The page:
A masterplan, which sets out how Liverpool will meet the challenges of a growing population, regenerating neighbourhoods and employment needs over the next decade, is set to be formally adopted.
The local plan will shape the city’s development needs until 2033 by setting out how nearly 35,000 new homes will be provided and providing 358 acres of land for business and jobs growth.
It will also protect open space and the natural and historic environment, and promote better quality new homes that are wheelchair accessible.
The plan aims to increase the supply of affordable homes and manage the over-concentration of developments including hot food takeaways and homes in multiple occupation (HMOs).
Following a six week public consultation in the summer, an independent planning inspector has concluded that – subject to a number of modifications – the plan is “sound”.
The council will aim to use the local plan to support its recently published city plan, which is focused on delivering a post-pandemic recovery that delivers benefits for people from all walks of life.
The local plan will also enforce masterplans in the Baltic Triangle, Ten Streets, the Commercial District, the Cavern Quarter and Upper Central in the city centre.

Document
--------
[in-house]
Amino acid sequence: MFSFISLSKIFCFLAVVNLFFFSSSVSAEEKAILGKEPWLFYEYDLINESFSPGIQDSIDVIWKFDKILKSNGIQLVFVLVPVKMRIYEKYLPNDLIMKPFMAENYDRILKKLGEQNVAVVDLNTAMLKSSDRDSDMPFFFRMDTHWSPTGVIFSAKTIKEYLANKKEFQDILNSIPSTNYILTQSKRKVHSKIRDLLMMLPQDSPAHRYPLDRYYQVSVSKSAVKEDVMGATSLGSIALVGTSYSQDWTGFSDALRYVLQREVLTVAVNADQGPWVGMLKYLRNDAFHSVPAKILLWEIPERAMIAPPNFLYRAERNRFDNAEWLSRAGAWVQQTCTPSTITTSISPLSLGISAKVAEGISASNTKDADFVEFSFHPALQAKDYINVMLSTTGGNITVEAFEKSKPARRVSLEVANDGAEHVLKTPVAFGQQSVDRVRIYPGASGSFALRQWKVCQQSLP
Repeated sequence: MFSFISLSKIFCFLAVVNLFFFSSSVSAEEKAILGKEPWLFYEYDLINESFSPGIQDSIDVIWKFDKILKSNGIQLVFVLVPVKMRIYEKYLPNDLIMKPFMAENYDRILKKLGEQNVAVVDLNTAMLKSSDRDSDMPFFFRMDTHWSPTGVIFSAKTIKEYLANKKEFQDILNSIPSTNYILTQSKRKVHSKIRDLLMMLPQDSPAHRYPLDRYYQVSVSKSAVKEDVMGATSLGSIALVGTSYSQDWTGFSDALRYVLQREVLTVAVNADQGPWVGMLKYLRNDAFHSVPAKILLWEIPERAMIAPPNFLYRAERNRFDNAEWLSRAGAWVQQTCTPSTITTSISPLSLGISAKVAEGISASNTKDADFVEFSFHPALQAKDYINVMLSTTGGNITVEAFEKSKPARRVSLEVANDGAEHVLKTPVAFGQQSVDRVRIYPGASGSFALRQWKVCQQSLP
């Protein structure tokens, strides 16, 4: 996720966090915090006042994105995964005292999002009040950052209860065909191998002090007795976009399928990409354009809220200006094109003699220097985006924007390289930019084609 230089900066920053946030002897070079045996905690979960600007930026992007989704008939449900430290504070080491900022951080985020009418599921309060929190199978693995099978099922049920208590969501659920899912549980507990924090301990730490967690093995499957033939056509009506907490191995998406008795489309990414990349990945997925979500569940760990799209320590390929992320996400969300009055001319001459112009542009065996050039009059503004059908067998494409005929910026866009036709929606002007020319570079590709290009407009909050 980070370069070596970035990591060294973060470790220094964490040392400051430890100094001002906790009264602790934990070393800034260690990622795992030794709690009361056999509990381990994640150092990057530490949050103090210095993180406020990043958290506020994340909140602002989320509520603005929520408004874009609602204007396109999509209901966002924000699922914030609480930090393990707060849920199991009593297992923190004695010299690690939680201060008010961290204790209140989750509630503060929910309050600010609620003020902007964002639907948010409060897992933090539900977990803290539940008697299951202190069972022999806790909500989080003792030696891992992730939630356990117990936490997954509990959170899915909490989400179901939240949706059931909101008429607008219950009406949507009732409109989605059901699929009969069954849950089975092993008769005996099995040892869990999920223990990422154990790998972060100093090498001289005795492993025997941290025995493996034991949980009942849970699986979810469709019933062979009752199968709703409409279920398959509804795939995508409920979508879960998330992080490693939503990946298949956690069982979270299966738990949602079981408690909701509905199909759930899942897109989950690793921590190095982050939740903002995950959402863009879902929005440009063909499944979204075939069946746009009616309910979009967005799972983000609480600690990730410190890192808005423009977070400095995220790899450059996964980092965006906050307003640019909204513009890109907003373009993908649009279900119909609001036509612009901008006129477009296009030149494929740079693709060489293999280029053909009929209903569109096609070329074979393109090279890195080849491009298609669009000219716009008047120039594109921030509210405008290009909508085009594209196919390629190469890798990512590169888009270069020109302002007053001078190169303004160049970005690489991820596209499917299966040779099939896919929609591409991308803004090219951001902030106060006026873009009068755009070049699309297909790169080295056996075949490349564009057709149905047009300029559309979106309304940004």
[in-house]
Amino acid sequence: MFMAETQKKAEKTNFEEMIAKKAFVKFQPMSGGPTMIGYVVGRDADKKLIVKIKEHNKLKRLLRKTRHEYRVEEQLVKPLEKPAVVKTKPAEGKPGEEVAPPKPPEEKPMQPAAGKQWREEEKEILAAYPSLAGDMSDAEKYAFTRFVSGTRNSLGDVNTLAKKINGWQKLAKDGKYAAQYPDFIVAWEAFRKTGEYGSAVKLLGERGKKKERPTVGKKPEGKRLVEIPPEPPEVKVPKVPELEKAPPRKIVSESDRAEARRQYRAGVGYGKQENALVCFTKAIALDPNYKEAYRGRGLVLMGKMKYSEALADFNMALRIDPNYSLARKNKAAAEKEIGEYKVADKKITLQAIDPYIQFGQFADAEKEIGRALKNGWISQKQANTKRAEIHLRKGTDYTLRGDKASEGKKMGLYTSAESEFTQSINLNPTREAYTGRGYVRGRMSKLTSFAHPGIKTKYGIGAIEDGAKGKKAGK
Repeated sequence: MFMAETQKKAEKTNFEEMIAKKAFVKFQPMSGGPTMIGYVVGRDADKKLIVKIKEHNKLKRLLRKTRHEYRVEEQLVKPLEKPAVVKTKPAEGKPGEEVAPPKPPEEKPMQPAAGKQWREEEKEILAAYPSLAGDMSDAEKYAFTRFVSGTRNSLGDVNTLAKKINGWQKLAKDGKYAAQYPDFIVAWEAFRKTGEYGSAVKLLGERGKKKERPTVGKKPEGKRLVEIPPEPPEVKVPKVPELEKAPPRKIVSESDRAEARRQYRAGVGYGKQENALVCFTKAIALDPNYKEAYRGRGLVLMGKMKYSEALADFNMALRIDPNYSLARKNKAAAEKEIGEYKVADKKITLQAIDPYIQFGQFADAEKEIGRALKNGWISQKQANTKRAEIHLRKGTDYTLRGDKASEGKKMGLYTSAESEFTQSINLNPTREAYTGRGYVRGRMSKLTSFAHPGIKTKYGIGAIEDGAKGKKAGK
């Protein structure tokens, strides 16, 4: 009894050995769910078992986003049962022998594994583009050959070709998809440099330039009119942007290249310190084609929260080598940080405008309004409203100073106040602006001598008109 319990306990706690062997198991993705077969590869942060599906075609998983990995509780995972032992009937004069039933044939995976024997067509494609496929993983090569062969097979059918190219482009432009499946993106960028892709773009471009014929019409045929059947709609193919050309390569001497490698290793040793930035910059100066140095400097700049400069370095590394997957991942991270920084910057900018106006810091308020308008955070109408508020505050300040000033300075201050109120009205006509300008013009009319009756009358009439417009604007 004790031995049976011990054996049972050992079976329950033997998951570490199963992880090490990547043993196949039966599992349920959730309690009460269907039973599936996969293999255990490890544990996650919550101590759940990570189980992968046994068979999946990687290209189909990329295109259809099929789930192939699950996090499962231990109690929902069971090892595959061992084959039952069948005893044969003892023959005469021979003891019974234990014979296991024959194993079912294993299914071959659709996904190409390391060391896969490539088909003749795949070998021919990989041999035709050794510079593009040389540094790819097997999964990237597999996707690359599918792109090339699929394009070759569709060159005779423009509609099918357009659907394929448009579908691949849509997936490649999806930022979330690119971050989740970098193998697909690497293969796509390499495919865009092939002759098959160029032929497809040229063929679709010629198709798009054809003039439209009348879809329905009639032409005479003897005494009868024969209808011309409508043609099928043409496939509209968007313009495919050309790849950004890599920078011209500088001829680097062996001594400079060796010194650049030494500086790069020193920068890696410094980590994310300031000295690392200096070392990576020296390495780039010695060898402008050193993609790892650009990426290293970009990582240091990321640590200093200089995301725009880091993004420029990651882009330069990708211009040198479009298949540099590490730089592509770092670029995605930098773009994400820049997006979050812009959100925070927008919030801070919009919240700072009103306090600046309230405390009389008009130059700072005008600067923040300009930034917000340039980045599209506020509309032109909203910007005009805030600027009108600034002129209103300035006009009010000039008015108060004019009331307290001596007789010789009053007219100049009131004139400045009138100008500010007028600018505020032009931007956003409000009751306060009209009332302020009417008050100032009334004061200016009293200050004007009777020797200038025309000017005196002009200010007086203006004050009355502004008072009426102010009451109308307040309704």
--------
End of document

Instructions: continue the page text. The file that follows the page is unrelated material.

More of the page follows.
If it is approved by cabinet on Friday (7 January), it will then be considered by all councillors at a meeting on Wednesday 26 January.
Provided the process and procedure followed in developing the plan is not challenged during a subsequent six-week judicial review period, it will then replace the existing Unitary Development Plan 2002 on all planning matters.
Mayor of Liverpool Joanne Anderson said: “The Local Plan gives us a strong foundation on which to deliver our vision of improved communities, dealing with climate change and giving everyone an equal footing in life.
“It is a fundamental part of our work to improve the quality and type of new developments, to rebalance the relationship between cars, pedestrians and bikes on our road network, meet our net zero carbon commitment and embed social value in every decision we make.”
Anderson added: “An important part of our work will be talking to landowners, developers and partner organisations to make sure they understand the new policy requirements in the Local Plan, and deliver positive outcomes on the ground for Liverpool’s communities.”